Obama's emotional call to George Floyd's family was the first time they 'really experienced solace' since his death, according to Al Sharpton

insider@insider.com (Jake Lahut)
U.S. President Barack Obama makes an election night phone call to Rep. John Boehner (R-OH) from his Treaty Room office in the White House residence a couple of minutes after midnight in this November 3, 2010 file photograph.

Reuters/Pete Souza/White House handout

  • Former President Barack Obama brought "solace" to George Floyd's family in an emotional 25-minute phone call, according to a report in the New York Times.
  • "That was the first time, I think, that the Floyd family really experienced solace since he died," Rev. Al Sharpton told the Times.
  • "I want you to have hope. I want you to know you are not alone. I want you to know that Michelle and I will do anything you want me to do," Obama reportedly said during the 25-minute call.
  • The call shows how powerful Obama's role remains in American public life as a relatively young former president at 58-years-old.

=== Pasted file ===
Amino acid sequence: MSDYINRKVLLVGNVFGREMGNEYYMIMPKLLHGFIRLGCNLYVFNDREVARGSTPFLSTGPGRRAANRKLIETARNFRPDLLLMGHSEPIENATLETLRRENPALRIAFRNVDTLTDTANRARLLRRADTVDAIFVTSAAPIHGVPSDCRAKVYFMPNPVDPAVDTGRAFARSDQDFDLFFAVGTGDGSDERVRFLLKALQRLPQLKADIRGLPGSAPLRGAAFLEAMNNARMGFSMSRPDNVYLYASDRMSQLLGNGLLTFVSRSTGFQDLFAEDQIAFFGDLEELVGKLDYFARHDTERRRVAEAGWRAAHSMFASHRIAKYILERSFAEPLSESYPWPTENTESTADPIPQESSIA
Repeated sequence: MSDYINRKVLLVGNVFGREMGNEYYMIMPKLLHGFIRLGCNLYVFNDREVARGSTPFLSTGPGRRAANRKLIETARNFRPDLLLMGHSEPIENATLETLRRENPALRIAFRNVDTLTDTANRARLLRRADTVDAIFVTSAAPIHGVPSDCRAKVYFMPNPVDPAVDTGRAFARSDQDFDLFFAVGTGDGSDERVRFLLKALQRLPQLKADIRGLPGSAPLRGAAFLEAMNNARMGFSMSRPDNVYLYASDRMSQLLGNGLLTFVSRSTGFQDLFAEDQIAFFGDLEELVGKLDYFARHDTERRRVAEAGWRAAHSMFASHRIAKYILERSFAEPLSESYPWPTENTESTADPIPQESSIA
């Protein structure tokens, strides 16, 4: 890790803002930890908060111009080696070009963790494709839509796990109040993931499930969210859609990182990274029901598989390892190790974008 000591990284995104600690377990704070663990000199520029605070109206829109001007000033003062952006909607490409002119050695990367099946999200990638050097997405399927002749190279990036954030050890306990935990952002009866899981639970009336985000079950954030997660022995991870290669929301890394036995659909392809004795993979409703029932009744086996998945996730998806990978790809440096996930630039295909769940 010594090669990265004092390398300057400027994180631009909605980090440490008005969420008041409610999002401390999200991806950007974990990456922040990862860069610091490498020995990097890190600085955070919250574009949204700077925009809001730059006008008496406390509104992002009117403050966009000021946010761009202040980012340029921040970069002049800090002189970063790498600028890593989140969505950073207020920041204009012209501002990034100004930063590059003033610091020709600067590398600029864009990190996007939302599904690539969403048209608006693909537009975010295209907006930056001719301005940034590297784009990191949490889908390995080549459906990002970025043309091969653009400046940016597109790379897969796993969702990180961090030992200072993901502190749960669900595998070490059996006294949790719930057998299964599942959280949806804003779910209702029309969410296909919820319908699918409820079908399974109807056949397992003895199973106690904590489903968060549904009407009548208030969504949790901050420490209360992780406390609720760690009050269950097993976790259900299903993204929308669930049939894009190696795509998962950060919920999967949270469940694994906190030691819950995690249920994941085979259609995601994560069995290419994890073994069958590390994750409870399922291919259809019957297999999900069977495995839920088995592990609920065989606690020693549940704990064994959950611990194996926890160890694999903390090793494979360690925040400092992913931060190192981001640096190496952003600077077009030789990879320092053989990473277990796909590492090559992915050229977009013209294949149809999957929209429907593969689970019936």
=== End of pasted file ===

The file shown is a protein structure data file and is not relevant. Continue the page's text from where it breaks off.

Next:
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Former President Barack Obama made a call to George Floyd's family that brought an emotional effect unparalleled by other leaders, according to Rev. Al Sharpton's telling in a New York Times feature.

"That was the first time, I think, that the Floyd family really experienced solace since he died," Sharpton said.

Former Vice President Joe Biden called the family and was well received, according to Floyd's brother, Philonese, while President Donald Trump "didn't give me the opportunity to even speak."

Yet Obama's call on June 4, according to Times reporters Elaina Plott and Glenn Thrush, had a real impact just about an hour before George's memorial service.

"I want you to have hope. I want you to know you are not alone. I want you to know that Michelle and I will do anything you want me to do," Obama said during the call, according to Sharpton and two others who were able to confirm the account.

The conversation was "emotional," lasting 25 minutes in "a reprise of the calls he made to grieving families over his eight years in office," according to the Times.

The call underscored the precarious and somewhat unprecedented role the 58-year-old former president is navigating out of office. 

Obama is familiar with taking on the role of griever-in-chief.

Poignant moments remain from his presidency, such as his emotional speech after the Sandy Hook shooting and his rendition of "Amazing Grace" following a mass shooting at a historic Black church in Charleston, South Carolina.

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